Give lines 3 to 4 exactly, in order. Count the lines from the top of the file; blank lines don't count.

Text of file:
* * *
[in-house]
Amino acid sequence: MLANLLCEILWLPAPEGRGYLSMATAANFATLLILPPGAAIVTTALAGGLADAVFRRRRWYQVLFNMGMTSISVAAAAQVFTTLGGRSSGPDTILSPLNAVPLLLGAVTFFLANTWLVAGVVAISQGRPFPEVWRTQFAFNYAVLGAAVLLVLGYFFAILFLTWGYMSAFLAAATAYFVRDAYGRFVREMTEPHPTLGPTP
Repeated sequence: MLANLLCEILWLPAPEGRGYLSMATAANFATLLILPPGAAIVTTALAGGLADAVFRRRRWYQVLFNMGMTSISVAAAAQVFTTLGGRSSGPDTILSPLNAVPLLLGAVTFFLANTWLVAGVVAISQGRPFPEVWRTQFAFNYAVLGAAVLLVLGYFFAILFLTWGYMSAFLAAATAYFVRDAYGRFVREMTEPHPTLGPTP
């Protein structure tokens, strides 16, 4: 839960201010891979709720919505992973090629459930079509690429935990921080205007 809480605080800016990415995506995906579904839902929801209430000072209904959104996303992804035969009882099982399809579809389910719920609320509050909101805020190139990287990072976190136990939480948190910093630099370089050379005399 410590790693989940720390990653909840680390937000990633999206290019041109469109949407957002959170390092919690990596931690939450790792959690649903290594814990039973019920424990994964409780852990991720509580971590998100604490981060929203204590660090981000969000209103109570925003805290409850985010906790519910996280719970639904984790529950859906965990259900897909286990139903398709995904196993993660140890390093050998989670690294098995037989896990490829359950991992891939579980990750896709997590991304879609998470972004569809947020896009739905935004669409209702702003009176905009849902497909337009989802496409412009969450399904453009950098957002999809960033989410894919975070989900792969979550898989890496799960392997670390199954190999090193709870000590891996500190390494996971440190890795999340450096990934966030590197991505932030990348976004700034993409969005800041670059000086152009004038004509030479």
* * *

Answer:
Repeated sequence: MLANLLCEILWLPAPEGRGYLSMATAANFATLLILPPGAAIVTTALAGGLADAVFRRRRWYQVLFNMGMTSISVAAAAQVFTTLGGRSSGPDTILSPLNAVPLLLGAVTFFLANTWLVAGVVAISQGRPFPEVWRTQFAFNYAVLGAAVLLVLGYFFAILFLTWGYMSAFLAAATAYFVRDAYGRFVREMTEPHPTLGPTP
């Protein structure tokens, strides 16, 4: 839960201010891979709720919505992973090629459930079509690429935990921080205007 809480605080800016990415995506995906579904839902929801209430000072209904959104996303992804035969009882099982399809579809389910719920609320509050909101805020190139990287990072976190136990939480948190910093630099370089050379005399 410590790693989940720390990653909840680390937000990633999206290019041109469109949407957002959170390092919690990596931690939450790792959690649903290594814990039973019920424990994964409780852990991720509580971590998100604490981060929203204590660090981000969000209103109570925003805290409850985010906790519910996280719970639904984790529950859906965990259900897909286990139903398709995904196993993660140890390093050998989670690294098995037989896990490829359950991992891939579980990750896709997590991304879609998470972004569809947020896009739905935004669409209702702003009176905009849902497909337009989802496409412009969450399904453009950098957002999809960033989410894919975070989900792969979550898989890496799960392997670390199954190999090193709870000590891996500190390494996971440190890795999340450096990934966030590197991505932030990348976004700034993409969005800041670059000086152009004038004509030479």